GOTHENBURG, Sweden (Reuters) - European Union leaders, wary of the rise of populism and xenophobia, are turning to one of their more successful programs, the Erasmus student exchange scheme, to help foster cross-border education and European unity.
Over lunch in the Swedish city of Gothenburg on Friday, they discussed and gave political support to a European Commission proposal to create a European Education Area, in which the EU could help promote studies across its various nations.
The idea is to foster a European identity by letting more people study in countries across the bloc, emphasizing language learning and engendering more cooperation between universities, including on curricula.
“During our meeting today, we established political support for these ideas,” the chairman of the leaders’ meeting Donald Tusk told a news conference.
The initiative comes as the Union, about to lose its second biggest economy Britain, seeks to make itself more appealing to European citizens, many of whom find the often highly technical or legal issues, which the EU deals with, disconnected from their everyday lives.
The Erasmus exchange program of studying abroad is one of the most recognizable and popular EU policies. It has already been used by 9 million Europeans.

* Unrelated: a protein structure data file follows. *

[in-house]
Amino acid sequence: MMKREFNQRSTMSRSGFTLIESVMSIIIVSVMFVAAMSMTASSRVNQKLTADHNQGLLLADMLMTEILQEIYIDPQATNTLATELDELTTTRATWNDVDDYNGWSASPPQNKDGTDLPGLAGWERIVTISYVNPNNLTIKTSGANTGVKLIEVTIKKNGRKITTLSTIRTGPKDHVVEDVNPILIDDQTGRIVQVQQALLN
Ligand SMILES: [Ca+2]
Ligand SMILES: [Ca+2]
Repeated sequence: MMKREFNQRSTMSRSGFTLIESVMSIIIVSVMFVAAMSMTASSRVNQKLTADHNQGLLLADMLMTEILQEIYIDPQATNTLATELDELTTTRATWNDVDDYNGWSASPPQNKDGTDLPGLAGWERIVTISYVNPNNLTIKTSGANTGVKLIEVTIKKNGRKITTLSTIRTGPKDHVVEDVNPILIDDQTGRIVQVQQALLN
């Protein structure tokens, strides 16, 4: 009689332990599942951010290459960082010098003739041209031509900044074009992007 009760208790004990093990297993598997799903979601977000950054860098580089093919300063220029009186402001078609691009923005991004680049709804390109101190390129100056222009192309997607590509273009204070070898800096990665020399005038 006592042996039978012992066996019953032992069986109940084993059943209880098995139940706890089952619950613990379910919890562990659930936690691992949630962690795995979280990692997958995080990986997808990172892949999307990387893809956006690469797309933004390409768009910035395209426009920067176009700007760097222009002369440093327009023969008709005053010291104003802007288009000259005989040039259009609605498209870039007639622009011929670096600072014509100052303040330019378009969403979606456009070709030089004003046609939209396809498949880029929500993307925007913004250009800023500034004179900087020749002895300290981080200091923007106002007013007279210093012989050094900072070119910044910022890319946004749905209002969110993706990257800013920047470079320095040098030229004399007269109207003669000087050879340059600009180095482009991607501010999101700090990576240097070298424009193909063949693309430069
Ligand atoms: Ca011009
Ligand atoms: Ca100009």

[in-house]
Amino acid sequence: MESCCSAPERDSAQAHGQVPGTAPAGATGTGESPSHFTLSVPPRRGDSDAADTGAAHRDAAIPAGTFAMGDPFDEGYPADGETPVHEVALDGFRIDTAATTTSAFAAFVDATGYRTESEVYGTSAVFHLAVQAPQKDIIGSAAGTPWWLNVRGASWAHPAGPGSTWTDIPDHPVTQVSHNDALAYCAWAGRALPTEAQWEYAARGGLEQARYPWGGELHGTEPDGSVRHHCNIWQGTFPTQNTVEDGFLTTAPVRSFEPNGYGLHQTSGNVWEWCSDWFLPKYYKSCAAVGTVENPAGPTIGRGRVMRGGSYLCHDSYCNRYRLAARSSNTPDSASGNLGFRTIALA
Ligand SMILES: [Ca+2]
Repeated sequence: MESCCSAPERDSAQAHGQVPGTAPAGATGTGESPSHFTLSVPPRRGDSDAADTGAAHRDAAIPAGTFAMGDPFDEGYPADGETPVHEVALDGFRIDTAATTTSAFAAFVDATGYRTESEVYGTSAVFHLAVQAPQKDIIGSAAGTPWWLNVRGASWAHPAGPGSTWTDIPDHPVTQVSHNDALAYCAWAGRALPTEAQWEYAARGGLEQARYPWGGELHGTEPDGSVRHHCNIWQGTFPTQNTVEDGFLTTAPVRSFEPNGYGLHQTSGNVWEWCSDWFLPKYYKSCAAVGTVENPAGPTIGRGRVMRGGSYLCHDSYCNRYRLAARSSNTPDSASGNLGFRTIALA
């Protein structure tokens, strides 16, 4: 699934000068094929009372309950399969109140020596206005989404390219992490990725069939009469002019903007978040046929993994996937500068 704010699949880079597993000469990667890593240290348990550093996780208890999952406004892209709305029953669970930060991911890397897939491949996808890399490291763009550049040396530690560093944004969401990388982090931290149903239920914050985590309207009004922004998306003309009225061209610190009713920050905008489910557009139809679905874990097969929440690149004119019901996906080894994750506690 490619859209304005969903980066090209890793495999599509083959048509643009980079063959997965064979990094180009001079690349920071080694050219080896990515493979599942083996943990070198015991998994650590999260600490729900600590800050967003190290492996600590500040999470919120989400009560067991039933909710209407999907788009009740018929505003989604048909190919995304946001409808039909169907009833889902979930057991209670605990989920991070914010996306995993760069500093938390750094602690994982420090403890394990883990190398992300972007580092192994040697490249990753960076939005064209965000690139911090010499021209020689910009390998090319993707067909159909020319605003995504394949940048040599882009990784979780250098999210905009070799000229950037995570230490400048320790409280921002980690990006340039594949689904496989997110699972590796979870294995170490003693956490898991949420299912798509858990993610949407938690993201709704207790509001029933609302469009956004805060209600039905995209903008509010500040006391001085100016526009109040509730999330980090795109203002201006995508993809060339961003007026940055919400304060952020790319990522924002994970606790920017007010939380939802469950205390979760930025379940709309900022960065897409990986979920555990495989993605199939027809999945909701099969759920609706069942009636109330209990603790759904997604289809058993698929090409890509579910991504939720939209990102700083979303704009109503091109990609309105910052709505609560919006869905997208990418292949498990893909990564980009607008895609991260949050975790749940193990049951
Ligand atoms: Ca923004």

Appreciation for it is growing fast, the Commission said, adding that 90 percent of Erasmus students, who typically spend a year at a university in another EU country, come back with an increased awareness of common European values.
“As we look to Europe’s future, we need ... a driver for unity. Education is key, because it is education that ...helps us... develop a European identity,” Commissioner for Education Tibor Navracsics said.
Scaling up the scheme could see 2 million more people taking part in Erasmus over the next 2 years, the Commission said, although leaders were cautious about the funding this would require. Talks on the money would start with discussions on the next seven-year EU budget that starts from 2020.
EU leaders also backed the idea that by early 2019, students in the EU should have an electronic student card enabling secure exchange of data like student records and academic attributes and access to services like course materials, enrolment services, online libraries in host institutions and countries.
“By 2025 we should live in a Europe in which learning, studying and doing research is not hampered by borders but where spending time in another Member State to study, learn or work is the norm,” Commission Vice-President Jyrki Katainen said.
The Commission wants to set a goal that all university students should speak two languages in addition to their mother tongue by 2025, improve computer literacy and create a network of world-class European universities that can work together.
The Commission also wants all EU governments to invest, by 2025, a minimum 5 percent of their GDP in education — today’s average rate, which Germany, Italy, Ireland, Greece, Spain, Bulgaria or Romania do not meet.
Reporting By Jan Strupczewski; editing by Philip Blenkinsop/Jeremy Gaunt